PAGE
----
In the last part (at least for now) of our little series in regard of founding our own company, we will talk a little about the “easy going” or bigger problems while setting up developer accounts for the Google Play Store as well as Apple iTunes.
Normally you always say and hear that Apple is so easy to use and everything else can be quite some work to understand the process. We have to admit that in this case it felt the exact opposite.
First we set up our Google Play Developer Account and were done within a few minutes. You sign into any Google associated account that you want to use, check some boxes, pay 25$ one-time registration fee and you are more or less ready to go.
Next up was to sign up for the iOS Developer Program. We can’t say anything concerning signing up as an individual, but signing up as a company will take some time to get done. The first thing you have to do is to get a D-U-N-S number – to that point we had never heard of that before, but it stands for Data Universal Numbering System and for the rest you can check Wikipedia for yourself.
Luckily we only had to wait one business day to get our D-U-N-S number assigned. Then we could start the sign-up process, but you don’t get very far too quickly, because Apple will do checks if the person trying to sign up a company is really allowed to sign up that company. This can take several days – until we finally got a call from an Irish phone number from the area of Cork that told us that we are allowed now to pay the 80 Euro/year fee. After paying that and waiting a few minutes the account was ready to go……or not.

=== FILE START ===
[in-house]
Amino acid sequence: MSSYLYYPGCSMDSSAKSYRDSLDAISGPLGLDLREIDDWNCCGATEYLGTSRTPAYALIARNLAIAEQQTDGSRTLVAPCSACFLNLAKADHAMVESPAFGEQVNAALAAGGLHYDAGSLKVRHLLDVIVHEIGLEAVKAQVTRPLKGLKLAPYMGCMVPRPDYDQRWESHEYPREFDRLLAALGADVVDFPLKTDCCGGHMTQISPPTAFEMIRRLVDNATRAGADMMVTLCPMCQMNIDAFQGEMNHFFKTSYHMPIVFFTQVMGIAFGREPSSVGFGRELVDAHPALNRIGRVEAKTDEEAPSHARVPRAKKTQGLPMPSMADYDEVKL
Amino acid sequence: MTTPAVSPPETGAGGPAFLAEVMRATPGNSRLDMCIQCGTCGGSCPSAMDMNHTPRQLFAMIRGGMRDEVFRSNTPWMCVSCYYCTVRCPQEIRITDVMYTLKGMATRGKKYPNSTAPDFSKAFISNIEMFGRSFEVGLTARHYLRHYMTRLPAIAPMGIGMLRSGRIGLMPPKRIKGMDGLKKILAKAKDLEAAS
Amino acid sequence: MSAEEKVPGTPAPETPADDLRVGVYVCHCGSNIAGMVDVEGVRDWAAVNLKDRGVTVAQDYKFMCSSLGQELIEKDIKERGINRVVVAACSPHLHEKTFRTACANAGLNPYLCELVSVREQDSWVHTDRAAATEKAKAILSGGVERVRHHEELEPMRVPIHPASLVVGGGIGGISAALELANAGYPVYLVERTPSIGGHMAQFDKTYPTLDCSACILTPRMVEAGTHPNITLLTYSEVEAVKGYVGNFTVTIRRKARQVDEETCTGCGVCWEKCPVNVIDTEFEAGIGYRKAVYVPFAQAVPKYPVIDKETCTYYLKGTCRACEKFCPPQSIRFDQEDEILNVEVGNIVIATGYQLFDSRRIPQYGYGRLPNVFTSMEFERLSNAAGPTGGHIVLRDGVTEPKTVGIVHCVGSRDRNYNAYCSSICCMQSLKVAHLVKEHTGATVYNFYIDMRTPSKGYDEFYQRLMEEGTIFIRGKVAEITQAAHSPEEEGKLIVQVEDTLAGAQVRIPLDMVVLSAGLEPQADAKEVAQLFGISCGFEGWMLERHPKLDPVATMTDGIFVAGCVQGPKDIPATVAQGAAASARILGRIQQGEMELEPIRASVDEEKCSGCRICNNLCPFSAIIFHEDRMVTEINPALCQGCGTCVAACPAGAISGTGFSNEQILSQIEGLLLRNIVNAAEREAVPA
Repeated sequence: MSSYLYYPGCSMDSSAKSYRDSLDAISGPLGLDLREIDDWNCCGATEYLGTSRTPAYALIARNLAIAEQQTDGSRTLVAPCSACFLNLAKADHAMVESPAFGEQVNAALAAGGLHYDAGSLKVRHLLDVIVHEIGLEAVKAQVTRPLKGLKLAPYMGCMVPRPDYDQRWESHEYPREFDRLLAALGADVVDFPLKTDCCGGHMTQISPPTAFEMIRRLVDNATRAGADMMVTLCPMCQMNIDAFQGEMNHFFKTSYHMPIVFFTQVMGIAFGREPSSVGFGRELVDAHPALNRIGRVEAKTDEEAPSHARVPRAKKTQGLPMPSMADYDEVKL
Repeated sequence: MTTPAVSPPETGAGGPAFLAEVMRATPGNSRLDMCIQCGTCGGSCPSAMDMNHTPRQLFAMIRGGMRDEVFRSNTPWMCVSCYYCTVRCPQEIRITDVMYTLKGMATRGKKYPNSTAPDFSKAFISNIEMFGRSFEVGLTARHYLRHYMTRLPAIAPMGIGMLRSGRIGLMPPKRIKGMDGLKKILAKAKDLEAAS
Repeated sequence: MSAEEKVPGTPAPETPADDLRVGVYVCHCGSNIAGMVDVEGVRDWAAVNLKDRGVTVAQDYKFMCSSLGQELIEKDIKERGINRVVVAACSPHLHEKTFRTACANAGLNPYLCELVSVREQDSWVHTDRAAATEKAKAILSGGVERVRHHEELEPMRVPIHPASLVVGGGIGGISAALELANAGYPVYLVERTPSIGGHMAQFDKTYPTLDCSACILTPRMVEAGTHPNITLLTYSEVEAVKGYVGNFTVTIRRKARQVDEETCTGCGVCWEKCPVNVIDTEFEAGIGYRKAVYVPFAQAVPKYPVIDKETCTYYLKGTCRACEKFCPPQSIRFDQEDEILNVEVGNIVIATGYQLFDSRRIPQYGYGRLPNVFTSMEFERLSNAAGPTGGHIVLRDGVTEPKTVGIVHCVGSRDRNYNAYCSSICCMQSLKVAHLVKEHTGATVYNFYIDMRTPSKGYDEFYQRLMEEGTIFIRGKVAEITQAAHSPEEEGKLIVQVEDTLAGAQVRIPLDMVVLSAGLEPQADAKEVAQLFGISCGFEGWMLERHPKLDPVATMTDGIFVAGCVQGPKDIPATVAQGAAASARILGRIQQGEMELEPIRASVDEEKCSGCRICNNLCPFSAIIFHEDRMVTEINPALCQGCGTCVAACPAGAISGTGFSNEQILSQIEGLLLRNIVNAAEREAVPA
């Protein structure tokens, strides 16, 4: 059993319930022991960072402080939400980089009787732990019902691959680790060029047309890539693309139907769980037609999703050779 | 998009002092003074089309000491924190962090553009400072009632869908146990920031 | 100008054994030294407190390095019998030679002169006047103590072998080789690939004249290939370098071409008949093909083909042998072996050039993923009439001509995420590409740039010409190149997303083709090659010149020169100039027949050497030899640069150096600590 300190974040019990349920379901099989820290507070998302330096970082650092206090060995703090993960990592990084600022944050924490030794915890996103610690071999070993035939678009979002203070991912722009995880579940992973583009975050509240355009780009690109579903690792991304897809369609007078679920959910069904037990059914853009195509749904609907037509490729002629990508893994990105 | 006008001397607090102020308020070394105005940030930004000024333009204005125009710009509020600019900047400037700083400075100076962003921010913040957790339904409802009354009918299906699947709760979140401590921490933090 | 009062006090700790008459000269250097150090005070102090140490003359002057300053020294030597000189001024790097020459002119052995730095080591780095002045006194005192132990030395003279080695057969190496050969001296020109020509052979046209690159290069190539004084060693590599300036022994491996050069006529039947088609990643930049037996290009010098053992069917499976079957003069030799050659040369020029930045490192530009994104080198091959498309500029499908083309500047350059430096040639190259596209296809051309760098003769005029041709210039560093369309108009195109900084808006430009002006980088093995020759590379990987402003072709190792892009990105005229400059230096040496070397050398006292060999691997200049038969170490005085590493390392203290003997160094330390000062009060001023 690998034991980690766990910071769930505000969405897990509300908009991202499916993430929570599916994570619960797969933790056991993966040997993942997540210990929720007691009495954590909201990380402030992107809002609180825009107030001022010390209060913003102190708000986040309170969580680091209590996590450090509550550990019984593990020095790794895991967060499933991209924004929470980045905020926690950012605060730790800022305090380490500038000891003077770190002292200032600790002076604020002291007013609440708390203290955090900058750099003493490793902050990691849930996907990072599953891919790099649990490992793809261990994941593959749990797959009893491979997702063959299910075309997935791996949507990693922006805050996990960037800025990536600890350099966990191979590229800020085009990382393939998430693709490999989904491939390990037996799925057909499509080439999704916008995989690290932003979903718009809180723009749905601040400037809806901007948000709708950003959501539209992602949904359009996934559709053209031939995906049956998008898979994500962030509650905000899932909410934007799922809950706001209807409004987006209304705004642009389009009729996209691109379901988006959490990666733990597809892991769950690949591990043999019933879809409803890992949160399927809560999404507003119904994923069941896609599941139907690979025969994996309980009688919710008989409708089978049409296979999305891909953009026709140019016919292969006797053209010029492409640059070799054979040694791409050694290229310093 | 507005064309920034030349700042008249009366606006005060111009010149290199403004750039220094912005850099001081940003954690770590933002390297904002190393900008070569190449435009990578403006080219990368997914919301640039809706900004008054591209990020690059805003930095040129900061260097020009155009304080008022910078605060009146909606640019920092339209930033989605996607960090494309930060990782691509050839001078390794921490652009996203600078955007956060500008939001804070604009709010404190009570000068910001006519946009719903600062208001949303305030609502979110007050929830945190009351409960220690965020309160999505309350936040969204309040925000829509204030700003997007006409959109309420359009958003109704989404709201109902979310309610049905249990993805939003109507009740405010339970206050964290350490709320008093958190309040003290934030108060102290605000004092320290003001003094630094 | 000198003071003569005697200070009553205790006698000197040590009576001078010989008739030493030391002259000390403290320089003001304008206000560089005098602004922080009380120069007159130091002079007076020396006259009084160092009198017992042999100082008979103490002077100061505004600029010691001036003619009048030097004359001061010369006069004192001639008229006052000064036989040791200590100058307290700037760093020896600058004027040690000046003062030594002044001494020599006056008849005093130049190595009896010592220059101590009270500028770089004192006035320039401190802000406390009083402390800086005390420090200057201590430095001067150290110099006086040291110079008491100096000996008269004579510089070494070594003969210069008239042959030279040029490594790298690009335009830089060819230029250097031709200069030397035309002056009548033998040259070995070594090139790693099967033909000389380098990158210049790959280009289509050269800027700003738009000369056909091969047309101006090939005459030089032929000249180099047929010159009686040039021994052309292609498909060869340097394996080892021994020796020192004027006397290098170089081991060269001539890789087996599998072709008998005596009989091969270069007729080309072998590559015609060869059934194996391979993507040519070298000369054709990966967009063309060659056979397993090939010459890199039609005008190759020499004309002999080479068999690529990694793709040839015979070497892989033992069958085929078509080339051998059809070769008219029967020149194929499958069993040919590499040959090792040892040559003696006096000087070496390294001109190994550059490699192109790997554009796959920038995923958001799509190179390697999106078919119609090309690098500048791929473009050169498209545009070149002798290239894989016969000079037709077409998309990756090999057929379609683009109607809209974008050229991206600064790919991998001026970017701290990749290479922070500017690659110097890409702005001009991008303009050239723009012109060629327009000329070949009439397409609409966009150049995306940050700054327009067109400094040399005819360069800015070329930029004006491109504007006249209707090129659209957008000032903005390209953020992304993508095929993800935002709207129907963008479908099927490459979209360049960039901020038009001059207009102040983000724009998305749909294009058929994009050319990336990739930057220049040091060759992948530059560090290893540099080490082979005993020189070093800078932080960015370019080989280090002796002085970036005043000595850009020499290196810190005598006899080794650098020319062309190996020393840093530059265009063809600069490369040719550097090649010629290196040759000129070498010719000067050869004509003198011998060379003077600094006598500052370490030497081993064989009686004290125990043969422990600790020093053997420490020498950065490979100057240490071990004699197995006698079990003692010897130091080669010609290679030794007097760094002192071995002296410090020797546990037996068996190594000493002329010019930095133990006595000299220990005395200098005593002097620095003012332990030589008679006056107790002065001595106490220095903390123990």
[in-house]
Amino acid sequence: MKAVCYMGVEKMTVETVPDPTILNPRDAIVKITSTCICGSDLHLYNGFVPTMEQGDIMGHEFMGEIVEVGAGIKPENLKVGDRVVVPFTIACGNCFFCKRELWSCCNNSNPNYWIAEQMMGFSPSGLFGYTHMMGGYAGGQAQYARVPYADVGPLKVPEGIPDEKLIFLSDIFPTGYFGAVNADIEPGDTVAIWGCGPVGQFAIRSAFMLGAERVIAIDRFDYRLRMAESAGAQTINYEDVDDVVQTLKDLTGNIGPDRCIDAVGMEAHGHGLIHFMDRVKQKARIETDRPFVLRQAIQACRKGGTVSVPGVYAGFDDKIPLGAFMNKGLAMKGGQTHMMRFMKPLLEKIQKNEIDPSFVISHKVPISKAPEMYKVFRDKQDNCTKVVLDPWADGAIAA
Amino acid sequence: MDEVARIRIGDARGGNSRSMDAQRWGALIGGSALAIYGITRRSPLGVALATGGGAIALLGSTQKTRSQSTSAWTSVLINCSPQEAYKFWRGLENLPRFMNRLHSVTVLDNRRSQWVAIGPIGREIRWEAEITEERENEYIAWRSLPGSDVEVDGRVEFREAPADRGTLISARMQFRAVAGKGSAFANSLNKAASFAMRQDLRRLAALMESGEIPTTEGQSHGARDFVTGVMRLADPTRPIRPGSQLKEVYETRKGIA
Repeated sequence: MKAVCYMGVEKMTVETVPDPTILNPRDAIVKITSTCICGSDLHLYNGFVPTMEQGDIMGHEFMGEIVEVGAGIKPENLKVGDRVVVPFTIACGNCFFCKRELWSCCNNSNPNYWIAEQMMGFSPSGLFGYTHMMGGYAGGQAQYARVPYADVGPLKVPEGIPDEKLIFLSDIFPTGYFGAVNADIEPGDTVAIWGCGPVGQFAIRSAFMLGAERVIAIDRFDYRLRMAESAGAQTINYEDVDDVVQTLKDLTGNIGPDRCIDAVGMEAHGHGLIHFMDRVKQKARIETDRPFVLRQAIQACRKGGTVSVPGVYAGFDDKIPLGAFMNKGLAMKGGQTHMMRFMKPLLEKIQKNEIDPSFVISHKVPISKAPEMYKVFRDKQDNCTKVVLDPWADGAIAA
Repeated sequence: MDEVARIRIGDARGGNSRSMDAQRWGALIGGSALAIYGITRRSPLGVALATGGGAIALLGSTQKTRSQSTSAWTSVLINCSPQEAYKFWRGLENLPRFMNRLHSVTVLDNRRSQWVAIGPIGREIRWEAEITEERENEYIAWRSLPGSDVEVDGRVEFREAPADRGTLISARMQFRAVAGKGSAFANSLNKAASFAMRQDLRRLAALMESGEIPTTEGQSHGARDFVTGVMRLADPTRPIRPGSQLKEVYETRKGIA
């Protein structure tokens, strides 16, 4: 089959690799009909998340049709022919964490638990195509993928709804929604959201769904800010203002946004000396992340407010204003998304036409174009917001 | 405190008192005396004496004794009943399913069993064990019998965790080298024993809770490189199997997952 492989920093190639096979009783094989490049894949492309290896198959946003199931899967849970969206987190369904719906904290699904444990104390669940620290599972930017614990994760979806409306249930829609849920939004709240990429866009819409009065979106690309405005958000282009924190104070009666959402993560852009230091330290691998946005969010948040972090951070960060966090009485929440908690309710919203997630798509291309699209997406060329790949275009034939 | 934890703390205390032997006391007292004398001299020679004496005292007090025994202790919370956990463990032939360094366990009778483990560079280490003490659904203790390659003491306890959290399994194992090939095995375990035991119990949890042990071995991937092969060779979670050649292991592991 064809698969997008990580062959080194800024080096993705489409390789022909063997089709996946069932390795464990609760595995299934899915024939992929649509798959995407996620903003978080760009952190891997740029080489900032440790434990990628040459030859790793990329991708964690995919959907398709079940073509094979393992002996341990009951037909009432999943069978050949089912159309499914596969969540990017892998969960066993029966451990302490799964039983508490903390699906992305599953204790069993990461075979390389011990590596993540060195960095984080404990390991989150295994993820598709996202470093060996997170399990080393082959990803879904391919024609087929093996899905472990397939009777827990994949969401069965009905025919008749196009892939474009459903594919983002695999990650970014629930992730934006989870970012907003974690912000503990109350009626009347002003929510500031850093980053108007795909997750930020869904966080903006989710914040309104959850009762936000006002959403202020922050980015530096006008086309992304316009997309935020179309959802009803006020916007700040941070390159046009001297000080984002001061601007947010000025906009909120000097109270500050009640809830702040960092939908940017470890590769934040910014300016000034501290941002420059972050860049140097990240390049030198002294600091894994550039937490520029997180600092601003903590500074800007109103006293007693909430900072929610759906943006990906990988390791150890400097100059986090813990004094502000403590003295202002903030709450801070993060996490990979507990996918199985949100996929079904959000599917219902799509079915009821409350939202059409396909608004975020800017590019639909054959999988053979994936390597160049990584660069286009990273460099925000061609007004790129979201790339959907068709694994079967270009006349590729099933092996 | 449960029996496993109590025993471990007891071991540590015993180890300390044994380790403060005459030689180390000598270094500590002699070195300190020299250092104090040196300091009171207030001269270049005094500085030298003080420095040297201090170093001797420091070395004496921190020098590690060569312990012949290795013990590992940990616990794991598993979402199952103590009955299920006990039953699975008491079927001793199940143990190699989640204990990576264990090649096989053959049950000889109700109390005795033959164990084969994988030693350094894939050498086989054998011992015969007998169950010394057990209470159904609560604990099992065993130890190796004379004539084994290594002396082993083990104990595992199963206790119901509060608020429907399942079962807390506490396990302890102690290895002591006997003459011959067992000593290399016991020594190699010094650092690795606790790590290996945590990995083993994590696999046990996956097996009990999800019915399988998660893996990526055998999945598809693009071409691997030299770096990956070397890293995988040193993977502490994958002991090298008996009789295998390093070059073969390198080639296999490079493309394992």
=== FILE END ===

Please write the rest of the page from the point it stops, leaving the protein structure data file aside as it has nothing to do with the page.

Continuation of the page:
Depending on what you want to do with your iOS development, you may need to sign some contracts. Here we ran into lots of problems. Like we mentioned in part 1 of this series, our company is call Panda & Penguin Production Unternehmergesellschaft (haftungsbeschränkt) or UG(haftungsbeschränkt). This official name was causing lots of troubles, since some of interfaces of Apple couldn’t deal with the fanciness of the name.
As you can see in the first screenshot, the letter “ä” is all what it needs to break this form, since it was impossible to change the grayed out legal entity name. Even some not so common ways to change the name were tried – and on the first look worked great – but without any success.
This meant to contact Apple and ask for help – how difficult can it be? At least for the finance department the problem was unsolveable:
- the first reply came quickly, just a few hours: don’t use the letter “ä”
- the second reply took longer (who knows, perhaps our reply “your answer is not really helping”, was a little bit on the offensive side) and was almost as good:
- press the “Save” button three times
- if it doesn’t work, then contact someone else
So that we did, we contacted a different Apple department, told them the same story again and after a day or so they changed the “ä” into an “ae” and we could proceed….at least for a few seconds, since the error message didn’t disappear. We also had to remove the “(” and “)” to make the form work. After changing that as well we were finally good to go 🙂